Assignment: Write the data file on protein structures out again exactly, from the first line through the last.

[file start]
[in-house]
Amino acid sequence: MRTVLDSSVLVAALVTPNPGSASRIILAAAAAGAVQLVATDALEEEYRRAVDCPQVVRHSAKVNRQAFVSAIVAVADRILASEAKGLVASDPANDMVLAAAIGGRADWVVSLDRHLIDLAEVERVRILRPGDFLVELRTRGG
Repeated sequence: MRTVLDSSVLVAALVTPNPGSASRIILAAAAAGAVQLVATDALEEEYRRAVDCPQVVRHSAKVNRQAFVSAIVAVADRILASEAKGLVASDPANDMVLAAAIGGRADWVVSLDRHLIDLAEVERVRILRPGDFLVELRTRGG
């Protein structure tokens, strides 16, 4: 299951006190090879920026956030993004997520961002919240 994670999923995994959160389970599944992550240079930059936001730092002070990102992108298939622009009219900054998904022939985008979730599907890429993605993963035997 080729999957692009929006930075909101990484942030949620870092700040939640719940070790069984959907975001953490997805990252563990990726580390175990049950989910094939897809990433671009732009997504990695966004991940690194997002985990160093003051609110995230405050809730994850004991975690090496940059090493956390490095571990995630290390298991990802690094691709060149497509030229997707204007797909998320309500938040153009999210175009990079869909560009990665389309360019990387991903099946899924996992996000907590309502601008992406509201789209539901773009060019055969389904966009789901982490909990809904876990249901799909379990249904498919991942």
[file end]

[in-house]
Amino acid sequence: MRTVLDSSVLVAALVTPNPGSASRIILAAAAAGAVQLVATDALEEEYRRAVDCPQVVRHSAKVNRQAFVSAIVAVADRILASEAKGLVASDPANDMVLAAAIGGRADWVVSLDRHLIDLAEVERVRILRPGDFLVELRTRGG
Repeated sequence: MRTVLDSSVLVAALVTPNPGSASRIILAAAAAGAVQLVATDALEEEYRRAVDCPQVVRHSAKVNRQAFVSAIVAVADRILASEAKGLVASDPANDMVLAAAIGGRADWVVSLDRHLIDLAEVERVRILRPGDFLVELRTRGG
């Protein structure tokens, strides 16, 4: 299951006190090879920026956030993004997520961002919240 994670999923995994959160389970599944992550240079930059936001730092002070990102992108298939622009009219900054998904022939985008979730599907890429993605993963035997 080729999957692009929006930075909101990484942030949620870092700040939640719940070790069984959907975001953490997805990252563990990726580390175990049950989910094939897809990433671009732009997504990695966004991940690194997002985990160093003051609110995230405050809730994850004991975690090496940059090493956390490095571990995630290390298991990802690094691709060149497509030229997707204007797909998320309500938040153009999210175009990079869909560009990665389309360019990387991903099946899924996992996000907590309502601008992406509201789209539901773009060019055969389904966009789901982490909990809904876990249901799909379990249904498919991942």